Genderqueer East German singer Hedwig Robinson has a story to tell that’s more about personal empowerment than politics – but, although politics has thrust itself into everybody’s story these days, “Her politics are not about the man at the top,” says actor Euan Morton, who plays the title role in the Broadway tour of “Hedwig and the Angry Inch” that’s heading to Proctors May 16-17. “Her story is about how the hell are we going to get through it as individuals and as people coming together. How do we build for ourselves a safe and secure place that doesn’t require us to change fundamentally who we are. There is very little we can do about those above if we can’t do it for those below, and certainly if we can’t do it for ourselves. So the show is political, but not necessarily in the way you might think.”
The Scottish-born Morton came to fame playing the role of Boy George in the musical “Taboo” on the West End in 2002, and traveled to Broadway with that show the following year, earning Tony Award and Drama Desk Award nominations. Other Broadway appearances include “Cyrano de Bergerac” in 2007 and the revue “Sondheim on Sondheim” in 2010.
“Oh, I’ve played lots of different kinds of people,” he says pleasantly. “And Hedwig is one of the more bold, one of the more truthful people that I’ve played in a long time – certainly the most challenging physically – and honestly I couldn’t be happier, because she is a real joy to play. And I know she’s a joy for other people to watch because she’s a character that allows them to question their own place in the world, their own ability to love and be loved.”
“Hedwig” was written John Cameron Mitchell, inspired by his own experiences growing up in Berlin as the son of a U.S. Army Major General, with Hedwig herself drawn from the character of a family babysitter. Music and lyrics are by Stephen Trask, an homage to the glam rock stylings of David Bowie, Iggy Pop, and the like.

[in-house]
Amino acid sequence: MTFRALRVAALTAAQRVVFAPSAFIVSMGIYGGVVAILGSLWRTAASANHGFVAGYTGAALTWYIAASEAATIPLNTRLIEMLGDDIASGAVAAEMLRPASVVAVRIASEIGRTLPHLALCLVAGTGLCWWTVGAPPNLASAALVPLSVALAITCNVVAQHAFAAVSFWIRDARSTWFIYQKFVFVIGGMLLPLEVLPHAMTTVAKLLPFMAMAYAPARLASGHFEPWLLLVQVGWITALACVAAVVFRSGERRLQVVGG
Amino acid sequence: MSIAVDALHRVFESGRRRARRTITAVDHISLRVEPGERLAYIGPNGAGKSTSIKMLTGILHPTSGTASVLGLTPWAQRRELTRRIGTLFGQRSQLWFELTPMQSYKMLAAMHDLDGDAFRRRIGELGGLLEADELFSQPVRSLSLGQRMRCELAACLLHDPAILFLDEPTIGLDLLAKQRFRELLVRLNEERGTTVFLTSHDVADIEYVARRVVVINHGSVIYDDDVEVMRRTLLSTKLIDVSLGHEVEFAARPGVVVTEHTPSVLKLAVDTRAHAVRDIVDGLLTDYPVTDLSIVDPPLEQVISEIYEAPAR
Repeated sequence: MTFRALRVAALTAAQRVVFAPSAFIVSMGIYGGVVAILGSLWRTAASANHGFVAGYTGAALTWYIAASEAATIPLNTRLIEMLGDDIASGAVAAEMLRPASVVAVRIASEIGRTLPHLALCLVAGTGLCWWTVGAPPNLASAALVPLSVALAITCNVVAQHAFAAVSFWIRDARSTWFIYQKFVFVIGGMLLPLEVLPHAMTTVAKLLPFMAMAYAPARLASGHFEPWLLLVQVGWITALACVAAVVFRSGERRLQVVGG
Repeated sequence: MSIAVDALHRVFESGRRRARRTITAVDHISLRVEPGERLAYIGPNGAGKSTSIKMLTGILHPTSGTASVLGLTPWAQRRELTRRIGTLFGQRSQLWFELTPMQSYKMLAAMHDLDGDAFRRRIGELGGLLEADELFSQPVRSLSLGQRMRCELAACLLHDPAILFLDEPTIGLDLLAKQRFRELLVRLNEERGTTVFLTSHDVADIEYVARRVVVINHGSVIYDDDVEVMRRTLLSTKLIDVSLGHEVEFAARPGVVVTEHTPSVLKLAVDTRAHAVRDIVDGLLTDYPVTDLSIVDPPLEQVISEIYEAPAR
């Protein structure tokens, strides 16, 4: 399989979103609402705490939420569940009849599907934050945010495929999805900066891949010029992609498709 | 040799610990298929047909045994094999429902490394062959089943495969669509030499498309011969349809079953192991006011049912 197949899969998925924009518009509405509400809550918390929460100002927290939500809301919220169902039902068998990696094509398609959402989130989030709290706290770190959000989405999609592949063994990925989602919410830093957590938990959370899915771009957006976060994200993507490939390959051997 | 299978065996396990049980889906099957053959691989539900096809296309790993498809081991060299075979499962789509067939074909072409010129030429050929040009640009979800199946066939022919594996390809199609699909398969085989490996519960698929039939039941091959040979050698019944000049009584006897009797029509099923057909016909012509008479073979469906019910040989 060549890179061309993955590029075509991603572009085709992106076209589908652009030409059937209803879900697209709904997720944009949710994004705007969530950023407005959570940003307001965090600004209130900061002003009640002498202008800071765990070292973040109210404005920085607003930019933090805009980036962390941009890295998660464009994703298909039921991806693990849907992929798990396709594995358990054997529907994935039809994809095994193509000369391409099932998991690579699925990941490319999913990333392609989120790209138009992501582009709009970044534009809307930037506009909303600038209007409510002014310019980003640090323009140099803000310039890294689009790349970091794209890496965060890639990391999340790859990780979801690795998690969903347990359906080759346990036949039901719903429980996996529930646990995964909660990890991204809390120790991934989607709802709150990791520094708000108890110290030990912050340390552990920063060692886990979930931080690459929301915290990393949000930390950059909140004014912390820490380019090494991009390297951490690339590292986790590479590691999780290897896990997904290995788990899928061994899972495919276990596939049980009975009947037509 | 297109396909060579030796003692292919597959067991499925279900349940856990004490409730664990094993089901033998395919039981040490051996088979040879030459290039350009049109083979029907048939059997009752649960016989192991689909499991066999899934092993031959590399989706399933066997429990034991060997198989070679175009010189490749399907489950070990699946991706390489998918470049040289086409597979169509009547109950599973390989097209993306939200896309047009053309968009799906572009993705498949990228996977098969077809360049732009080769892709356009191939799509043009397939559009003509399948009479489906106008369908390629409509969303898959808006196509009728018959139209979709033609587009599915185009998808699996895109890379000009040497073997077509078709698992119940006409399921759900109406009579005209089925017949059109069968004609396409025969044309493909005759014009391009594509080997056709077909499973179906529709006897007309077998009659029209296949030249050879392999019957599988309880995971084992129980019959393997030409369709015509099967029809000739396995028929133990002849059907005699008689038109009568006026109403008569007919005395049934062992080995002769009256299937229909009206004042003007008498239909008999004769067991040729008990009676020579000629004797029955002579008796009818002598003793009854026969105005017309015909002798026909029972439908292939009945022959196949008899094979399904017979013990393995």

It opened Off-Broadway in 1998, went to the West End in 2000, and finally made it to Broadway three years ago, winning a Tony Award for Best Revival of a Musical.
Morton was drawn to the world of musical theater as a child, noting that he always has been a singer. “My first musical trip with my school was to go to London to see – wait for it! – ‘Starlight Express,’ followed by ‘Cats.’ And I was deeply moved by both of them, particularly by ‘Starlight Express.’ Greg Ellis was in the role of Rusty and he was brilliant, and it was the first time that a man in musical theater had made me feel a connection, and I thought I could do that – I could be in musical theater, because there’s a man doing what I would like to do. It had always been the women. I’d always been love with the female performers – Lea Salonga, and millions of others, but when I saw ‘Starlight Express’ I knew I wanted to do this.”
He stepped into the show last November. “Darren Criss was playing the role in L.A. when I saw the show a few days after the election, and he made many political references and the audience was eating it up, desperate to laugh at the situation. There are a couple of references to modern politics in the show, but not many because John’s script works for itself – it has such wonderful moments, and very prescient moments: ‘It is the direction of the aggression that defines the act.’ Every night I say that line and I pause – yes, for effect, but also because I take that moment for Hedwig, and for Euan, to be reminded of that fact.”
But it remains one of Morton’s more challenging roles, both physically and vocally. “For the first three months I was doing all eight shows every week, then I got very sick in Detroit with strep throat and flu, and I took six days off and it was horrible. I hate to miss shows, and it was very difficult emotionally to give her to someone else. But after that, I realized that I’ve been driving myself into the ground, so there have been other weeks when I’ve taken a Sunday evening off for the relief of not doing the dancing in the heels and the emotional highs and lows that are required.
“But that’s not to say that it isn’t joyful and wonderful. There’s such power storming around that stage in giant heels and a huge big wig telling people what you think! I think it’s the most possessive I felt about a character since Boy George. They’re similar in many ways in their iconography, and playing these kinds of icons makes one feel a little iconic – so, it’s been difficult to relinquish that power.”